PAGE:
Civic Engagement

Chairman Pai Needs to Restore Integrity to FCC’s Net Neutrality Proceedings

[Commentary] Given the current climate at the Federal Communications Commission, it is not surprising that instead of writing a genuine apology, the FCC chose to dispute the fact that John Donnelly, a reporter for CQ Roll Call, was manhandled by FCC security as he attempted to ask Commissioner Michael O’Rielly a question. Following the “Save the Internet” rally that took place ahead of that day’s FCC vote to revoke net neutrality protections, open internet advocates — myself included — were treated with hostility in the FCC building when trying to access the meeting. Advocates were directed by guards to throw away signs tucked away in their bags before entering the building, and once inside, directed to the overflow room. Despite being a former FCC commissioner, guards and FCC officials made it difficult for me to enter the main meeting room even though I explained that a seat was being saved for me. I was also told that I could not stand in the back of the room. When finally seated in the press section, I was told that I could not move to any other vacant seats. It is not normal for public input to be unwelcome at the FCC, as it appears to be today. Chairman Pai must welcome comments from people of all stripes, return civility and respect to the debate and ensure that the FCC electronic filing system is prepared to handle the many more millions of comments that are expected. Americans, who have come to rely on the internet as an integral part of their lives, deserve and expect no less.

[Tristani is a special adviser to the National Hispanic Media Coalition and served as a FCC commissioner from 1997 to 2001. She is also a former executive director of the Benton Foundation.]

Does It Matter if Millions of People Send Comments to the FCC?

[Commentary] The 2015 Open Internet Order received 3.7 million comments total, and the current rulemaking has received almost 5 million to date. Counting is easy. Knowing what that count means is not...

Despite the rhetoric, few in DC have much incentive to want the issue to go away. Millions of comments to the Federal Communications Commission also represent millions of fundraising opportunities. Groups arguing all sides of the issue financially benefit from the ongoing argument. Congress, meanwhile, probably will not weigh in before the 2018 election regardless of what the Federal Communications Commission does because that would mean giving up a campaign issue likely to be lucrative to members on both sides of the aisle. Thus, in the end, I suspect that millions of comments mostly mean that even after the current rulemaking is resolved, we will be stuck with this issue at least until sometime after the 2018 election and probably longer. Setting aside politics, it still remains the case that if the issue is to take into account broader public opinion then Congress is the only institution that can resolve it and, regardless of broad interest, only legislation has a chance of leading to a stable solution. Then, we can all finally move on to something else.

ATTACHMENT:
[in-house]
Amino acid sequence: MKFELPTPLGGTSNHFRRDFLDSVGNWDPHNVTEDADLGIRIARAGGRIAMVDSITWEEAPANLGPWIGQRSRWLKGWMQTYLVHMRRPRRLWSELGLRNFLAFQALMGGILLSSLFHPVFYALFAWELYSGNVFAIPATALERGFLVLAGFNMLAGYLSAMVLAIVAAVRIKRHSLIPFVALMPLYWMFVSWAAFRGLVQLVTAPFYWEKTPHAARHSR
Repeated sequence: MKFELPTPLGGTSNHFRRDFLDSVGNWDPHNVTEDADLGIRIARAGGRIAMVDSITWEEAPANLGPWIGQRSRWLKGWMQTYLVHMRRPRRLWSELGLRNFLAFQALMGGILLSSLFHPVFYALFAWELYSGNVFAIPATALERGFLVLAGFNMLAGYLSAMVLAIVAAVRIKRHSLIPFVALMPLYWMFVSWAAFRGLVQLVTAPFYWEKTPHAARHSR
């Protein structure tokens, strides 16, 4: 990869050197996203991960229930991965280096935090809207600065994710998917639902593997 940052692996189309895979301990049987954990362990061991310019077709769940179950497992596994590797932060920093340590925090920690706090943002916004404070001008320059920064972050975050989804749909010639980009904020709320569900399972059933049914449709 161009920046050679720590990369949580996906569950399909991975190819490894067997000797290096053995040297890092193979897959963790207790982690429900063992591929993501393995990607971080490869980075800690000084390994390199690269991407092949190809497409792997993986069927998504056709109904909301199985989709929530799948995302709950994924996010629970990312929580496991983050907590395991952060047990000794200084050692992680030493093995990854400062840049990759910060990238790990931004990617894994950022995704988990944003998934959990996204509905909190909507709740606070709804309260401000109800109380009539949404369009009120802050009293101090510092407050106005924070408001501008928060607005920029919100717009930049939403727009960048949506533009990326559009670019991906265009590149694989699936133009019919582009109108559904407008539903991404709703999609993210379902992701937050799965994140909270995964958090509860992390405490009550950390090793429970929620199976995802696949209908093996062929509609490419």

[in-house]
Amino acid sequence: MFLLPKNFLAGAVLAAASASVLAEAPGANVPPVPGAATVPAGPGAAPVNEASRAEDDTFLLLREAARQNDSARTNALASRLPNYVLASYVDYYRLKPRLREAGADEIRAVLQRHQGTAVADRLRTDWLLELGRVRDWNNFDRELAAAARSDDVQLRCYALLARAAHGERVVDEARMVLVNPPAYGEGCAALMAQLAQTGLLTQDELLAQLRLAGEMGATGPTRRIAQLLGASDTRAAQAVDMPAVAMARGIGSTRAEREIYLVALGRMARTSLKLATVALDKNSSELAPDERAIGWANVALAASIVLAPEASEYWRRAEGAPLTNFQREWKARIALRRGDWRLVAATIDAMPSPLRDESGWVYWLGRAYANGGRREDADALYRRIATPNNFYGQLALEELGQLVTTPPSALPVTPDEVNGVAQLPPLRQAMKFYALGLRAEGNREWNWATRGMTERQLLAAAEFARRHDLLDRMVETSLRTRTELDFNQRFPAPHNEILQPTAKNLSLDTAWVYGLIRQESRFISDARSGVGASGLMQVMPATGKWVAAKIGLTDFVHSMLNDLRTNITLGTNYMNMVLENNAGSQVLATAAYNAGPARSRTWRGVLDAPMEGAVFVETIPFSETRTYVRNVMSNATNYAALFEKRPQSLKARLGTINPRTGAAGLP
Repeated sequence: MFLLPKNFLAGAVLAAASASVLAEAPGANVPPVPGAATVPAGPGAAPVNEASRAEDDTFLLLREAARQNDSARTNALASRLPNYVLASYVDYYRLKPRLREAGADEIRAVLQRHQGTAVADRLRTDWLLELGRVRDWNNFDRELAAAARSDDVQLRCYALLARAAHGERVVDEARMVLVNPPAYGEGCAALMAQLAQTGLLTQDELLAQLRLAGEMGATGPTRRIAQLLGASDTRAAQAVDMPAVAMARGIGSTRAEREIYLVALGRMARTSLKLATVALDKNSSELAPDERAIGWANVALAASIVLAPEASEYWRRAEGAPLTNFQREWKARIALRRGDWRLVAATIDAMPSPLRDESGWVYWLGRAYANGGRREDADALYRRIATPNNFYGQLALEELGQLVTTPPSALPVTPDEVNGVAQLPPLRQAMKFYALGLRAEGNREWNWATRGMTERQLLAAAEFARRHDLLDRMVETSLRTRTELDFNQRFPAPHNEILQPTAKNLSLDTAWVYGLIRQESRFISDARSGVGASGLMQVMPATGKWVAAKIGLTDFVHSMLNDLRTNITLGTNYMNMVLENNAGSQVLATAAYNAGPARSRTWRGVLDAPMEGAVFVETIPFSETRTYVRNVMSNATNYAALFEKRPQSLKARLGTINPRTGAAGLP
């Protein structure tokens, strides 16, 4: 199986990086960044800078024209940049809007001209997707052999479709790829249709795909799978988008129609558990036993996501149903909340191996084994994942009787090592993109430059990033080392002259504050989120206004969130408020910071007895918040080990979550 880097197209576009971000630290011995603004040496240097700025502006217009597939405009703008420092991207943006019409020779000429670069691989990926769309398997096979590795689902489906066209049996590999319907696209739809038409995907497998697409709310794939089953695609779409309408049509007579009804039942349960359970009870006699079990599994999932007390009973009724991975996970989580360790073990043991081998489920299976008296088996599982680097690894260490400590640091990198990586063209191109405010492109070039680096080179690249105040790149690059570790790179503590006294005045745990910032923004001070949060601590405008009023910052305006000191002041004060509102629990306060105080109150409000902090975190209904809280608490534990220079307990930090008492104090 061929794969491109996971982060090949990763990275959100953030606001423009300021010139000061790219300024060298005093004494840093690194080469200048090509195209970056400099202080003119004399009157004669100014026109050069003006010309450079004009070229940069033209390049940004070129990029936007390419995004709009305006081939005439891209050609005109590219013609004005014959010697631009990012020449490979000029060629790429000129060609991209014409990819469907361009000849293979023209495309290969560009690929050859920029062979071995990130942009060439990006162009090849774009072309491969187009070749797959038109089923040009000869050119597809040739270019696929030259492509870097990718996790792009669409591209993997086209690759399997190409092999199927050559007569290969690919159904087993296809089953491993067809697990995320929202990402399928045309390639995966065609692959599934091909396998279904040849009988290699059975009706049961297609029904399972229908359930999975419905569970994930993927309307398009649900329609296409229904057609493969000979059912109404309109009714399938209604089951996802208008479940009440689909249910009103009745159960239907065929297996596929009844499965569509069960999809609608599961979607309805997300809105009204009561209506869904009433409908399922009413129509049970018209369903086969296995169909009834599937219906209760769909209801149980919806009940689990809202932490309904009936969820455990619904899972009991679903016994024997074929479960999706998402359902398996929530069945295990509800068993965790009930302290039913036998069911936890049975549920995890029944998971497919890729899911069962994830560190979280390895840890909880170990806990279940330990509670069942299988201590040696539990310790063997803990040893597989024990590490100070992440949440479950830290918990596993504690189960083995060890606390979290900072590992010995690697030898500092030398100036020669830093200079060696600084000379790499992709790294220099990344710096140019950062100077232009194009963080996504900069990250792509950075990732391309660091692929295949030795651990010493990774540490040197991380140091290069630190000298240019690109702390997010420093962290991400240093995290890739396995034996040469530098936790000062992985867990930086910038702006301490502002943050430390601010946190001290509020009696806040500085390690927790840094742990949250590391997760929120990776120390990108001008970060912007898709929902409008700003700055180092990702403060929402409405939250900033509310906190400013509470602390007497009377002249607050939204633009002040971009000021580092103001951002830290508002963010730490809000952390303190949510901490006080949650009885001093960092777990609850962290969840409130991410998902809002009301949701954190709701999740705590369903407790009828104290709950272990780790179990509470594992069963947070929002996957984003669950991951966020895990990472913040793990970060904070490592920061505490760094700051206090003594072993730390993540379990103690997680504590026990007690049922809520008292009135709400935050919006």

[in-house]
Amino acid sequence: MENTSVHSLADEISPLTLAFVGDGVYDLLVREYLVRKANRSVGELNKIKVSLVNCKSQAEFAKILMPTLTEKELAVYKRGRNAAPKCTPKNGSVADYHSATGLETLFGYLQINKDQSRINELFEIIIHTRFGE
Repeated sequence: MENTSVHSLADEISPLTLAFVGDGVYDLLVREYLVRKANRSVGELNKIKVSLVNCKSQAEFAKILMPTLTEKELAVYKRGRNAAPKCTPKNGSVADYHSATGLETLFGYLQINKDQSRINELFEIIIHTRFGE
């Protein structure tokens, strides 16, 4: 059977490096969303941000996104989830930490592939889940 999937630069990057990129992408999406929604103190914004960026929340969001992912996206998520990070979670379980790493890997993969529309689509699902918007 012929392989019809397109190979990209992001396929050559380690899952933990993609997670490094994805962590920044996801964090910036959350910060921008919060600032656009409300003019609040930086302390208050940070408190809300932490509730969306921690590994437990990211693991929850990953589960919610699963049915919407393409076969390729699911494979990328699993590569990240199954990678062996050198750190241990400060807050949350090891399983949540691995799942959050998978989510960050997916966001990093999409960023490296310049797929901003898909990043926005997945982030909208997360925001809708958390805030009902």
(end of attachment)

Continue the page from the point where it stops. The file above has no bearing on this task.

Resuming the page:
[Scott Wallsten is President and Senior Fellow at the Technology Policy Institute]

4 steps to writing an impactful net neutrality comment (which you should do)

[Commentary] What makes for a persuasive comment that can help build a record to preserve network neutrality rules? Here are four suggestions:
1. Write about yourself and how the net neutrality rules have affected you
2. Write about what you understand you are buying when you purchase broadband Internet access
3. Write about the choices you have (or don’t) for broadband Internet access
4. Write about what role you think the Federal Communications Commission should have in overseeing the market for broadband Internet access

Don’t worry if you’ve already filed a comment that doesn’t address these issues – you can file new comments addressing these and/or other issues. Over the course of a proceeding like this, companies and organizations on both sides of the debate will file many comments, including after they visit FCC Commissioners and staff to make their cases. So don’t hesitate - we need to build the strongest possible record if the net neutrality rules, and an open Internet, are to be preserved.

[Gigi Sohn is a Fellow with Georgetown Law’s Institute for Technology Law & Policy, the Open Society Foundations and Mozilla. She served as Counselor to former FCC Chairman Tom Wheeler from November 2013-December 2016.]

FCC makes net neutrality commenters’ e-mail addresses public through API

If you’re one of the many people filing comments on the Federal Communications Commission plan to gut network neutrality rules, be aware that your e-mail address and any other information you submit could be made public. There’s nothing nefarious going on, but the FCC’s privacy policy could lead people to believe that e-mail addresses will be kept secret if they file comments on FCC proceedings.

The commission’s privacy policy has a section titled “Comments,” which says the following: "Prior to commenting, you will be prompted to login, either by providing your e-mail address, or by linking your comment to an existing account on a popular website such as Google, Facebook, Flickr, Instagram or Twitter. While your e-mail address will not be made public, if you login with a social media service, your picture, as well as a link to your profile will be posted alongside your comment." However, this privacy policy applies not to comments on FCC proceedings but to comments on blog posts, such as those posted by Chairman Ajit Pai. When you go to submit comments on the net neutrality plan—or any other FCC proceeding—you are told the following: “You are filing a document into an official FCC proceeding. All information submitted, including names and addresses, will be publicly available via the web.”